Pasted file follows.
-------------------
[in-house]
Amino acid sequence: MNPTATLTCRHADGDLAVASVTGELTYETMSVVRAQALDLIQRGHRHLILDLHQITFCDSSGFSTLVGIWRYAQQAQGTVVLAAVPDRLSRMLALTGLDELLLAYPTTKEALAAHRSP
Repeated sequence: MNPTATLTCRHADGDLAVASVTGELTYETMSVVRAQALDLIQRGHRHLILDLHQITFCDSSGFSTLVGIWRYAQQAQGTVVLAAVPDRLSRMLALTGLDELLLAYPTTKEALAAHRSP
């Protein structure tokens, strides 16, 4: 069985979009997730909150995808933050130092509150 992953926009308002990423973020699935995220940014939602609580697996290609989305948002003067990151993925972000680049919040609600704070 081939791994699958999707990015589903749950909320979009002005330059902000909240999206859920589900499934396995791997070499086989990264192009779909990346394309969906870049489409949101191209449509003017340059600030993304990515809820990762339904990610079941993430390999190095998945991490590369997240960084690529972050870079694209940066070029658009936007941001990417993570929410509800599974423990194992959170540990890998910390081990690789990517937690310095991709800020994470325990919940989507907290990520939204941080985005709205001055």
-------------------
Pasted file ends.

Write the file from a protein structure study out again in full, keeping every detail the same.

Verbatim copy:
[in-house]
Amino acid sequence: MNPTATLTCRHADGDLAVASVTGELTYETMSVVRAQALDLIQRGHRHLILDLHQITFCDSSGFSTLVGIWRYAQQAQGTVVLAAVPDRLSRMLALTGLDELLLAYPTTKEALAAHRSP
Repeated sequence: MNPTATLTCRHADGDLAVASVTGELTYETMSVVRAQALDLIQRGHRHLILDLHQITFCDSSGFSTLVGIWRYAQQAQGTVVLAAVPDRLSRMLALTGLDELLLAYPTTKEALAAHRSP
């Protein structure tokens, strides 16, 4: 069985979009997730909150995808933050130092509150 992953926009308002990423973020699935995220940014939602609580697996290609989305948002003067990151993925972000680049919040609600704070 081939791994699958999707990015589903749950909320979009002005330059902000909240999206859920589900499934396995791997070499086989990264192009779909990346394309969906870049489409949101191209449509003017340059600030993304990515809820990762339904990610079941993430390999190095998945991490590369997240960084690529972050870079694209940066070029658009936007941001990417993570929410509800599974423990194992959170540990890998910390081990690789990517937690310095991709800020994470325990919940989507907290990520939204941080985005709205001055």